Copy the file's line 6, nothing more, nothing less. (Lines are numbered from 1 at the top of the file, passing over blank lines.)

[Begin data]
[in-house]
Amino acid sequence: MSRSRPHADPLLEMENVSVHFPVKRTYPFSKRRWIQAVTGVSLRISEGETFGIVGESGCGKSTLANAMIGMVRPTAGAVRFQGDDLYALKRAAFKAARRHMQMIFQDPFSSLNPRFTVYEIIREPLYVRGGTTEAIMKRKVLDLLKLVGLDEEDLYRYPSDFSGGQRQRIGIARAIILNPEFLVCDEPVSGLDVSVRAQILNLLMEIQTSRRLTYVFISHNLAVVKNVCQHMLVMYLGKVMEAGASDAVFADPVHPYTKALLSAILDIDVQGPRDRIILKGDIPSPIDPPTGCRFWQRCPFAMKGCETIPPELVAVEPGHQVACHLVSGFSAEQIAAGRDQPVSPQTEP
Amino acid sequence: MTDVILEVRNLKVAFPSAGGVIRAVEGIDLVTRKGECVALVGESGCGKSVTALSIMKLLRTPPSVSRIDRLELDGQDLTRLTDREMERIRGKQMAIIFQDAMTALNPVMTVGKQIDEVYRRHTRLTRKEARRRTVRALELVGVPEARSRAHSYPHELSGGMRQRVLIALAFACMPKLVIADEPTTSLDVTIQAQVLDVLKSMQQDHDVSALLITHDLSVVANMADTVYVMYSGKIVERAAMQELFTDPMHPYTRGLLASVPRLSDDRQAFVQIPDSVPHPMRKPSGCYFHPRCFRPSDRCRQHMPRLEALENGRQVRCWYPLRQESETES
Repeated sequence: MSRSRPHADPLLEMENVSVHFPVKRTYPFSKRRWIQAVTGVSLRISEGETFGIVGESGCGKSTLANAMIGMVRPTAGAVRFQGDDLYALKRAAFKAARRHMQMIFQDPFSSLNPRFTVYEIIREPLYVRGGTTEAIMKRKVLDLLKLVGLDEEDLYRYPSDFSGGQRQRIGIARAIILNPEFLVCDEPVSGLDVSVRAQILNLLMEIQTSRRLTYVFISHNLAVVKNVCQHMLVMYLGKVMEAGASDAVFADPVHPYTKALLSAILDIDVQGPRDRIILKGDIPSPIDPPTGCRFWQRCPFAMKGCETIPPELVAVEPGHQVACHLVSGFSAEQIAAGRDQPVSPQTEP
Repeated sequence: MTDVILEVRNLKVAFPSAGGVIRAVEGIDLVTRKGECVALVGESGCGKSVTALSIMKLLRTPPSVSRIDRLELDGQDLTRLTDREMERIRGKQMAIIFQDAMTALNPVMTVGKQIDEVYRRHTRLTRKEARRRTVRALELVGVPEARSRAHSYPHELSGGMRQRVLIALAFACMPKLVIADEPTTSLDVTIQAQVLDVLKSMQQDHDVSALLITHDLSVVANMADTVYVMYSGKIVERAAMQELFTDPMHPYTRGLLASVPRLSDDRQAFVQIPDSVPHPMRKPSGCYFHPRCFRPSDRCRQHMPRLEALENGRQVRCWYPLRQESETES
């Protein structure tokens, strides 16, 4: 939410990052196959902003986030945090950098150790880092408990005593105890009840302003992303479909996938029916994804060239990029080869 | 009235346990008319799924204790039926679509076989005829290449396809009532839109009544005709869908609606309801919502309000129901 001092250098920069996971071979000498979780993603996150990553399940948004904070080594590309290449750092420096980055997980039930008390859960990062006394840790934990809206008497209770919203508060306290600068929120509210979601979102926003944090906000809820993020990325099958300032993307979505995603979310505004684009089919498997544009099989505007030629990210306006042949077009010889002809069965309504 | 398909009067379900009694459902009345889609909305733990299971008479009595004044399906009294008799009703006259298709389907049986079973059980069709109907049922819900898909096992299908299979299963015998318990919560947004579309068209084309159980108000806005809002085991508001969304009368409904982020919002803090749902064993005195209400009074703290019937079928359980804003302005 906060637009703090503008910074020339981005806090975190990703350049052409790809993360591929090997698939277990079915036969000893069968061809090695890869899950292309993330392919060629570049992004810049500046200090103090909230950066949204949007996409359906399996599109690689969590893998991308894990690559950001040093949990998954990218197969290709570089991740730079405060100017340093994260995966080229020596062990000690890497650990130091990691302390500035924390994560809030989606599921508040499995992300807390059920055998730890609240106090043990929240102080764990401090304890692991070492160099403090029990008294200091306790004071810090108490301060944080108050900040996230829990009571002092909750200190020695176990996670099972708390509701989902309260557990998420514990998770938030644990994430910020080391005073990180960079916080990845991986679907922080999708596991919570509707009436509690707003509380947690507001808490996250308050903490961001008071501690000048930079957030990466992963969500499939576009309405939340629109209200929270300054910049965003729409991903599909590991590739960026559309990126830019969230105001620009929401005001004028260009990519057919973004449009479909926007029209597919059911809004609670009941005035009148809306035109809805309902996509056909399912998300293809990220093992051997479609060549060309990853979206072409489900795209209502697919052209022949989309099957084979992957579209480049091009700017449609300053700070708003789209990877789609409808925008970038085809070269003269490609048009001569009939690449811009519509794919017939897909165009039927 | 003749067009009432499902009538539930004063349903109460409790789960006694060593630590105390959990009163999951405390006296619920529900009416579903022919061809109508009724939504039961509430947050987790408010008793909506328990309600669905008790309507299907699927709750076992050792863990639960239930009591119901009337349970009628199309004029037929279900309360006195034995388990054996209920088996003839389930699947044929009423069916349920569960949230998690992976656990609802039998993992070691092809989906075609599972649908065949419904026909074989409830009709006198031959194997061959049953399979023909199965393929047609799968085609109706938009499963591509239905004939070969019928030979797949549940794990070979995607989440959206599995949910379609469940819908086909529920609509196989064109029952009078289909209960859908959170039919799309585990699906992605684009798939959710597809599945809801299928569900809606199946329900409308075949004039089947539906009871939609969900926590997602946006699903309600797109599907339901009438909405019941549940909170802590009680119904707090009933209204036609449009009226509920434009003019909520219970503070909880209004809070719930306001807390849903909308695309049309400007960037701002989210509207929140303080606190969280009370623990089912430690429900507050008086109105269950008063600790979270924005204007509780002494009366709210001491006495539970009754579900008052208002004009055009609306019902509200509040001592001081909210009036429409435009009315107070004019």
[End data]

């Protein structure tokens, strides 16, 4: 939410990052196959902003986030945090950098150790880092408990005593105890009840302003992303479909996938029916994804060239990029080869 | 009235346990008319799924204790039926679509076989005829290449396809009532839109009544005709869908609606309801919502309000129901 001092250098920069996971071979000498979780993603996150990553399940948004904070080594590309290449750092420096980055997980039930008390859960990062006394840790934990809206008497209770919203508060306290600068929120509210979601979102926003944090906000809820993020990325099958300032993307979505995603979310505004684009089919498997544009099989505007030629990210306006042949077009010889002809069965309504 | 398909009067379900009694459902009345889609909305733990299971008479009595004044399906009294008799009703006259298709389907049986079973059980069709109907049922819900898909096992299908299979299963015998318990919560947004579309068209084309159980108000806005809002085991508001969304009368409904982020919002803090749902064993005195209400009074703290019937079928359980804003302005 906060637009703090503008910074020339981005806090975190990703350049052409790809993360591929090997698939277990079915036969000893069968061809090695890869899950292309993330392919060629570049992004810049500046200090103090909230950066949204949007996409359906399996599109690689969590893998991308894990690559950001040093949990998954990218197969290709570089991740730079405060100017340093994260995966080229020596062990000690890497650990130091990691302390500035924390994560809030989606599921508040499995992300807390059920055998730890609240106090043990929240102080764990401090304890692991070492160099403090029990008294200091306790004071810090108490301060944080108050900040996230829990009571002092909750200190020695176990996670099972708390509701989902309260557990998420514990998770938030644990994430910020080391005073990180960079916080990845991986679907922080999708596991919570509707009436509690707003509380947690507001808490996250308050903490961001008071501690000048930079957030990466992963969500499939576009309405939340629109209200929270300054910049965003729409991903599909590991590739960026559309990126830019969230105001620009929401005001004028260009990519057919973004449009479909926007029209597919059911809004609670009941005035009148809306035109809805309902996509056909399912998300293809990220093992051997479609060549060309990853979206072409489900795209209502697919052209022949989309099957084979992957579209480049091009700017449609300053700070708003789209990877789609409808925008970038085809070269003269490609048009001569009939690449811009519509794919017939897909165009039927 | 003749067009009432499902009538539930004063349903109460409790789960006694060593630590105390959990009163999951405390006296619920529900009416579903022919061809109508009724939504039961509430947050987790408010008793909506328990309600669905008790309507299907699927709750076992050792863990639960239930009591119901009337349970009628199309004029037929279900309360006195034995388990054996209920088996003839389930699947044929009423069916349920569960949230998690992976656990609802039998993992070691092809989906075609599972649908065949419904026909074989409830009709006198031959194997061959049953399979023909199965393929047609799968085609109706938009499963591509239905004939070969019928030979797949549940794990070979995607989440959206599995949910379609469940819908086909529920609509196989064109029952009078289909209960859908959170039919799309585990699906992605684009798939959710597809599945809801299928569900809606199946329900409308075949004039089947539906009871939609969900926590997602946006699903309600797109599907339901009438909405019941549940909170802590009680119904707090009933209204036609449009009226509920434009003019909520219970503070909880209004809070719930306001807390849903909308695309049309400007960037701002989210509207929140303080606190969280009370623990089912430690429900507050008086109105269950008063600790979270924005204007509780002494009366709210001491006495539970009754579900008052208002004009055009609306019902509200509040001592001081909210009036429409435009009315107070004019």